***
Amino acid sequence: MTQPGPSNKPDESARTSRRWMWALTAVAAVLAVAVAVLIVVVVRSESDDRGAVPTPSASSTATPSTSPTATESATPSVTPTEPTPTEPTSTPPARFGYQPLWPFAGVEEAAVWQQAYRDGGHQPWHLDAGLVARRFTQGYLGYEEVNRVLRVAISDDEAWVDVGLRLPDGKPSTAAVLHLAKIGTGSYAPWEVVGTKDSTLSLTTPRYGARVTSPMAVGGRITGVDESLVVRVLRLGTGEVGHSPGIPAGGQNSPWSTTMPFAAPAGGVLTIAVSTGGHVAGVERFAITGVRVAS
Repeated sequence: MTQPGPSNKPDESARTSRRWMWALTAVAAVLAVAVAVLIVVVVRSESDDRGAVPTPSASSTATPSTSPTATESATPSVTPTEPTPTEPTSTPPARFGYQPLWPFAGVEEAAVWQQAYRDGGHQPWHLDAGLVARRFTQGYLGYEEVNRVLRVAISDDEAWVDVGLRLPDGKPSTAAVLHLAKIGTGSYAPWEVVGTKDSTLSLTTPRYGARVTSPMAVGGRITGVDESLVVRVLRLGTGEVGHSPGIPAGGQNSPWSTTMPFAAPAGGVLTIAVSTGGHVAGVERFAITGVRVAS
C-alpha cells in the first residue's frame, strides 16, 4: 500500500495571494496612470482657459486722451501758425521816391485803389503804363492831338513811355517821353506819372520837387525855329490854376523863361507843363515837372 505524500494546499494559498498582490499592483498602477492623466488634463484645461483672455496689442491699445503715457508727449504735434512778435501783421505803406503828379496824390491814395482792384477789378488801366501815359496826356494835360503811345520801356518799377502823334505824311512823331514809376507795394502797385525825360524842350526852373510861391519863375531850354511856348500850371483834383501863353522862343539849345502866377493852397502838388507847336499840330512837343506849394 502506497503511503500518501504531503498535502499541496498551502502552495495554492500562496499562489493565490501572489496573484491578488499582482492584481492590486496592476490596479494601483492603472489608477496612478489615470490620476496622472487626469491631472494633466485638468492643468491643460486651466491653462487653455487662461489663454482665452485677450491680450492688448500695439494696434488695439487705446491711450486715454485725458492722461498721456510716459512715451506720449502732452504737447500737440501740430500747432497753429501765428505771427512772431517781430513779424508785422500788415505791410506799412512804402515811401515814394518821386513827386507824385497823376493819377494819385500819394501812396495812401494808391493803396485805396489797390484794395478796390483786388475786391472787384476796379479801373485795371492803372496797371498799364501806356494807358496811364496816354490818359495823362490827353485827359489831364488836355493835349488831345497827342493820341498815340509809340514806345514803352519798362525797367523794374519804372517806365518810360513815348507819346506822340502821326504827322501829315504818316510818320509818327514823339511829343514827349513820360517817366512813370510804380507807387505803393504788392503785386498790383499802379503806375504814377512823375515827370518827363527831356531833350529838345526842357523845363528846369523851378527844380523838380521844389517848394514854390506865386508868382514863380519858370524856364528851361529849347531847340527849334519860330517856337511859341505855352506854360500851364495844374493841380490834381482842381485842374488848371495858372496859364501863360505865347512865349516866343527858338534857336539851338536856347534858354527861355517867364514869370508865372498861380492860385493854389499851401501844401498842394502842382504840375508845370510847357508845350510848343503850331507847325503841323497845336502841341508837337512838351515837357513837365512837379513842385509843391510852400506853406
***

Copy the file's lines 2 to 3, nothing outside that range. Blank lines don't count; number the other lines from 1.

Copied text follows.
Repeated sequence: MTQPGPSNKPDESARTSRRWMWALTAVAAVLAVAVAVLIVVVVRSESDDRGAVPTPSASSTATPSTSPTATESATPSVTPTEPTPTEPTSTPPARFGYQPLWPFAGVEEAAVWQQAYRDGGHQPWHLDAGLVARRFTQGYLGYEEVNRVLRVAISDDEAWVDVGLRLPDGKPSTAAVLHLAKIGTGSYAPWEVVGTKDSTLSLTTPRYGARVTSPMAVGGRITGVDESLVVRVLRLGTGEVGHSPGIPAGGQNSPWSTTMPFAAPAGGVLTIAVSTGGHVAGVERFAITGVRVAS
C-alpha cells in the first residue's frame, strides 16, 4: 500500500495571494496612470482657459486722451501758425521816391485803389503804363492831338513811355517821353506819372520837387525855329490854376523863361507843363515837372 505524500494546499494559498498582490499592483498602477492623466488634463484645461483672455496689442491699445503715457508727449504735434512778435501783421505803406503828379496824390491814395482792384477789378488801366501815359496826356494835360503811345520801356518799377502823334505824311512823331514809376507795394502797385525825360524842350526852373510861391519863375531850354511856348500850371483834383501863353522862343539849345502866377493852397502838388507847336499840330512837343506849394 502506497503511503500518501504531503498535502499541496498551502502552495495554492500562496499562489493565490501572489496573484491578488499582482492584481492590486496592476490596479494601483492603472489608477496612478489615470490620476496622472487626469491631472494633466485638468492643468491643460486651466491653462487653455487662461489663454482665452485677450491680450492688448500695439494696434488695439487705446491711450486715454485725458492722461498721456510716459512715451506720449502732452504737447500737440501740430500747432497753429501765428505771427512772431517781430513779424508785422500788415505791410506799412512804402515811401515814394518821386513827386507824385497823376493819377494819385500819394501812396495812401494808391493803396485805396489797390484794395478796390483786388475786391472787384476796379479801373485795371492803372496797371498799364501806356494807358496811364496816354490818359495823362490827353485827359489831364488836355493835349488831345497827342493820341498815340509809340514806345514803352519798362525797367523794374519804372517806365518810360513815348507819346506822340502821326504827322501829315504818316510818320509818327514823339511829343514827349513820360517817366512813370510804380507807387505803393504788392503785386498790383499802379503806375504814377512823375515827370518827363527831356531833350529838345526842357523845363528846369523851378527844380523838380521844389517848394514854390506865386508868382514863380519858370524856364528851361529849347531847340527849334519860330517856337511859341505855352506854360500851364495844374493841380490834381482842381485842374488848371495858372496859364501863360505865347512865349516866343527858338534857336539851338536856347534858354527861355517867364514869370508865372498861380492860385493854389499851401501844401498842394502842382504840375508845370510847357508845350510848343503850331507847325503841323497845336502841341508837337512838351515837357513837365512837379513842385509843391510852400506853406